From the Editor (December 1994)

At last monthís Wisdom Council a man asked for the Talking Stick, walked with some trepidation to the center of the circle and said, "I have to speak out. There are few men of color here." He continued, "And, after a while, just listening to other menís stories is not enough. What are we doing to take our work, our hearts, our selves out into the community where we can make a difference?"

His words were well spoken. Many men came up to him to thank him for saying what was in their hearts.

When we broke up into small groups, a small group formed to discuss his concerns. Well, not a small group. The largest group in the room. But then we were stuck. What do we actually do to be more inclusive and to go beyond telling our stories over and over again? Nobody had any ideas as to whatís the next step.

By coincidence, Mike Dorsey of the Boston Menís Center called me a couple of days ago. The Center has been moribund. He and a few other men are working hard to revive it. We talked about the need to include people other than middle-aged white men, and the need to expand out "inner work" out into the community. He was impressed with the work that Michael Meade is doing with juvenile gangs.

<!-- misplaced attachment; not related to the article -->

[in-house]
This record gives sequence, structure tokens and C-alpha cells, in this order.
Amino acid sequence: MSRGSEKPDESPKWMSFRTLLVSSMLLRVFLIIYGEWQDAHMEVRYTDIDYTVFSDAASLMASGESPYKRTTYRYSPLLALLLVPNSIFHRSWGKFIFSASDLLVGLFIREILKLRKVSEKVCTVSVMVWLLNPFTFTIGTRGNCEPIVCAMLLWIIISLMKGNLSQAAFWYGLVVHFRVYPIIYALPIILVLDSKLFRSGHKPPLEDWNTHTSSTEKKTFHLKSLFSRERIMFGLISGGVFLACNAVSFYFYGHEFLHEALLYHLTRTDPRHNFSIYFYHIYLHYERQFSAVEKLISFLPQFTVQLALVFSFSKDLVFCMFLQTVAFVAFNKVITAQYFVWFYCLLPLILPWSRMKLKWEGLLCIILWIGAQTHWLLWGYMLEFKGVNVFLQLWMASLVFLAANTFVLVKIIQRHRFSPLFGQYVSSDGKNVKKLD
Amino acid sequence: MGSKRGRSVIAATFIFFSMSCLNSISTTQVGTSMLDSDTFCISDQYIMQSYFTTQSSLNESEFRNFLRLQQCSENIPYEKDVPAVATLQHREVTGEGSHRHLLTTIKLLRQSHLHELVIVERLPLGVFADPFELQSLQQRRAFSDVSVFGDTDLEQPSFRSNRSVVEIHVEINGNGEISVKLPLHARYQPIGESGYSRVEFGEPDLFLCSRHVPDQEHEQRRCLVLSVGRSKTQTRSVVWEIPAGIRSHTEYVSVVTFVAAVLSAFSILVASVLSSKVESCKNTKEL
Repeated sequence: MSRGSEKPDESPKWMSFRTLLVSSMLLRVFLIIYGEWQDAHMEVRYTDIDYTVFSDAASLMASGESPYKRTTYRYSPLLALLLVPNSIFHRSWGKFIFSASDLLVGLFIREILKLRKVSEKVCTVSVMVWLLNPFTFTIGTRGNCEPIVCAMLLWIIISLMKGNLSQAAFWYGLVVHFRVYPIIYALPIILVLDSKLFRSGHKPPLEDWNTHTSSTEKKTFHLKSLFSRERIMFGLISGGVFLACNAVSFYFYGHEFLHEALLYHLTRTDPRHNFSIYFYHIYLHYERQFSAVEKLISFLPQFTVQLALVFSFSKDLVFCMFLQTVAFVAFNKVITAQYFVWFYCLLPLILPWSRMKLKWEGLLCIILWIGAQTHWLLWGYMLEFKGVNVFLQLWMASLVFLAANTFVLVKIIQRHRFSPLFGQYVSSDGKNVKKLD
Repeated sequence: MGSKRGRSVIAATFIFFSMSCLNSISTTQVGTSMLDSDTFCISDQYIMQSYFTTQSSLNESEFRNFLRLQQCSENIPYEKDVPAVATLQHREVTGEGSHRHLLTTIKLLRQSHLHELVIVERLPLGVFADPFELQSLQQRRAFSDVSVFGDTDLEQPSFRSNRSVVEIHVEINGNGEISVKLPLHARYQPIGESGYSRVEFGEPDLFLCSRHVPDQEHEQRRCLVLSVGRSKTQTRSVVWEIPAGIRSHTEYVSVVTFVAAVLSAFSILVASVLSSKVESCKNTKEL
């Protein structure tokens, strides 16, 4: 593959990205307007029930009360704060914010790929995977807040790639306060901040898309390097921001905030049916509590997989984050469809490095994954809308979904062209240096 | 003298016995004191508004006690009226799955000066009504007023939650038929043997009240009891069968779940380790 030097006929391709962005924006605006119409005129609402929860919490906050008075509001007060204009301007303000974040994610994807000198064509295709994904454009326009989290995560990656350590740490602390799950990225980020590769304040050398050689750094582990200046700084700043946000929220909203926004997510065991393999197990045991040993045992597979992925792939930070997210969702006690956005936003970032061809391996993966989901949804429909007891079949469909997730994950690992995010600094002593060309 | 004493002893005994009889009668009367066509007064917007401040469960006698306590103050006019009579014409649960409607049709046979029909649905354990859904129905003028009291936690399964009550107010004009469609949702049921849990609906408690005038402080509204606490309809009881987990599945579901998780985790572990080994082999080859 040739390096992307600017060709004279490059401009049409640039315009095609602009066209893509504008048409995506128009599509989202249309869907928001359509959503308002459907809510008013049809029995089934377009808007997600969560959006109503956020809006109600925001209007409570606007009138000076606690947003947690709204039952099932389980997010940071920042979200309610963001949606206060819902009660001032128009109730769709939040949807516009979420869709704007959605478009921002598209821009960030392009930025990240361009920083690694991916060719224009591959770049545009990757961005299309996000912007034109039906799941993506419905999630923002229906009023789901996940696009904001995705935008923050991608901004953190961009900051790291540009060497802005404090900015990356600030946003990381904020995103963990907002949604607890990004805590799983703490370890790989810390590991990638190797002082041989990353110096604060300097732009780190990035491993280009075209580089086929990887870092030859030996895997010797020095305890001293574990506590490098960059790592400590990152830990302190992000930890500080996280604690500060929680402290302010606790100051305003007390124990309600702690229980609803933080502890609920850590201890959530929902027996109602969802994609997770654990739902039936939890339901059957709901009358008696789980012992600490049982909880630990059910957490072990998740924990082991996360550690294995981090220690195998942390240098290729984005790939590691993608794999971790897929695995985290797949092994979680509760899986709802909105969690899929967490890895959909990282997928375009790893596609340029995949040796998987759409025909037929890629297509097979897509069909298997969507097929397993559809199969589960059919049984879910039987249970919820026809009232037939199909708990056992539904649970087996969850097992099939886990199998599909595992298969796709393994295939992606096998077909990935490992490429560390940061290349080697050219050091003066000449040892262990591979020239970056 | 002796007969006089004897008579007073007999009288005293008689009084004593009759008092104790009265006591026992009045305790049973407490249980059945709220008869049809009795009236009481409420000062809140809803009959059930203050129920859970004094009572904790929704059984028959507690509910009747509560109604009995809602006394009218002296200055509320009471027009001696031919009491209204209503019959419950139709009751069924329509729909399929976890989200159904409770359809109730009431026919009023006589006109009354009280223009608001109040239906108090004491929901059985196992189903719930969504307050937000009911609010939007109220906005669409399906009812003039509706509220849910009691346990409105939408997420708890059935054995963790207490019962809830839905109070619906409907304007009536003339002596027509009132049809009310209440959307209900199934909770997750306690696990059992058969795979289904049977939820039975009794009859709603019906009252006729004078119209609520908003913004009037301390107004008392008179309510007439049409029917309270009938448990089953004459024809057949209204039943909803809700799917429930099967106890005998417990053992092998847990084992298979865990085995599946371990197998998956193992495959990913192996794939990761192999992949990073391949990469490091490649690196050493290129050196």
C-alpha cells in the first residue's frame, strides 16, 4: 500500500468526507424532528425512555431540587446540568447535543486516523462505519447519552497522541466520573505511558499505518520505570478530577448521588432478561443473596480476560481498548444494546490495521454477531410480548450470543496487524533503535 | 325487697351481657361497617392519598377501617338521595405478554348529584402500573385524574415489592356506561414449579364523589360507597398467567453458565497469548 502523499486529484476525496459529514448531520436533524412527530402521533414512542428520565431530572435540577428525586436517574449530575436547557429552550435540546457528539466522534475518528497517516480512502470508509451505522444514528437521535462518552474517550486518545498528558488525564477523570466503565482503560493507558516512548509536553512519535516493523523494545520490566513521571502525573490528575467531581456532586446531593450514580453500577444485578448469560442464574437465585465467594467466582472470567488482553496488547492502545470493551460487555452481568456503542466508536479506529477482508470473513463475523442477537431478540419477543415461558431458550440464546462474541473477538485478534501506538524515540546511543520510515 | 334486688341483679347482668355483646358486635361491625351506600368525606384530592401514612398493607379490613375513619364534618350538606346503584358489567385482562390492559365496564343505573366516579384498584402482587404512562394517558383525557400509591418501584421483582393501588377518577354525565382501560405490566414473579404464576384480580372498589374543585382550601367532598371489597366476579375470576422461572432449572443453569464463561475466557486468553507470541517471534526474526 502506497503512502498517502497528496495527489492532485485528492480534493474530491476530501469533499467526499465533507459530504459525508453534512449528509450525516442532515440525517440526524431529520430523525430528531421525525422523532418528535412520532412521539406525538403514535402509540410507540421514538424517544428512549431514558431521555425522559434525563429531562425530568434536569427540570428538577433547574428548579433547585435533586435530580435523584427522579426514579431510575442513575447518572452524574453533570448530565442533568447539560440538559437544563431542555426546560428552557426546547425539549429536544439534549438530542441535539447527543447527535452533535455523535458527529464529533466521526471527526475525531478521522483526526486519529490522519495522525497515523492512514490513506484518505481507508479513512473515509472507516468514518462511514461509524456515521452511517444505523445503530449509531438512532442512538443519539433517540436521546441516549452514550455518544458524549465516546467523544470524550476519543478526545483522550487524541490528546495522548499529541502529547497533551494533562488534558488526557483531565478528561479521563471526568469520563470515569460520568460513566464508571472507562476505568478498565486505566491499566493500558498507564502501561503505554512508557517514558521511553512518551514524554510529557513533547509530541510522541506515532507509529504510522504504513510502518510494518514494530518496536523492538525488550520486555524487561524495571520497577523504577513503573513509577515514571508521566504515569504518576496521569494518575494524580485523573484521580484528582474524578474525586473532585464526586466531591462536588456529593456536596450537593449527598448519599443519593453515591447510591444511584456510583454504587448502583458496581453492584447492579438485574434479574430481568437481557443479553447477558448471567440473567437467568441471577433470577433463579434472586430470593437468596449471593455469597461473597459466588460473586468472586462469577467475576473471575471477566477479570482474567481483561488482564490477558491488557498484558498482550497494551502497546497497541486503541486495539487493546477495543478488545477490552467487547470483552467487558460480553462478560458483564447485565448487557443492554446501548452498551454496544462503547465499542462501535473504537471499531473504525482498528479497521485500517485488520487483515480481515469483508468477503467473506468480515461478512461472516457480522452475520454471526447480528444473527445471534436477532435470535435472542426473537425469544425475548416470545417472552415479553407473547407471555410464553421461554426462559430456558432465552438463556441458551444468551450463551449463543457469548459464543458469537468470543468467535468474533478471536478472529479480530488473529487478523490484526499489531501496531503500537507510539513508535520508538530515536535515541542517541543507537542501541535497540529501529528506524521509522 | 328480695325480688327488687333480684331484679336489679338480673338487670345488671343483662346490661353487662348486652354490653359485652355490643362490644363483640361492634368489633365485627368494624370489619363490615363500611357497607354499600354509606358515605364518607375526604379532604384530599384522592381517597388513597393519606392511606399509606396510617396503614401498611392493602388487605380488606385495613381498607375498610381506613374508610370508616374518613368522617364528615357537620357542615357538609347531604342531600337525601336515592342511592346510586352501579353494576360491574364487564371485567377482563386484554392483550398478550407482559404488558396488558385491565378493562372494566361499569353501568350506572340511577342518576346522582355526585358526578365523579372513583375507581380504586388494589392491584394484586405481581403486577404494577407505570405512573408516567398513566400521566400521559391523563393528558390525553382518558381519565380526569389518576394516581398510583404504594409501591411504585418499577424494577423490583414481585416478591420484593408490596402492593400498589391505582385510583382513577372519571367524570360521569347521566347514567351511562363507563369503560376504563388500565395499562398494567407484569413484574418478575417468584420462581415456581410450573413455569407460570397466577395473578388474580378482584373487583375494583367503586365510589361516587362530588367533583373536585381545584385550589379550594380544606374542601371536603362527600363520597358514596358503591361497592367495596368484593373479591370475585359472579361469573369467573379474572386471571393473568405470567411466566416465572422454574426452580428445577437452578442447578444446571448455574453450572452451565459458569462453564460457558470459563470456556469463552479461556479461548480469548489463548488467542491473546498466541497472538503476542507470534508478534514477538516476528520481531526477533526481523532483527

The image that came to my mind after out pleasant, then disturbing chat was not a pleasant one. Grow - or die. The musings of Shepherd Bliss in an interview in Mentor, our brother publication in Portland haunts me. Is "menís work" dead? Died of its own hand? I donít know if we can find a way to meet the concerns of the brave man who spoke out at the Wisdom Council. But we have to.


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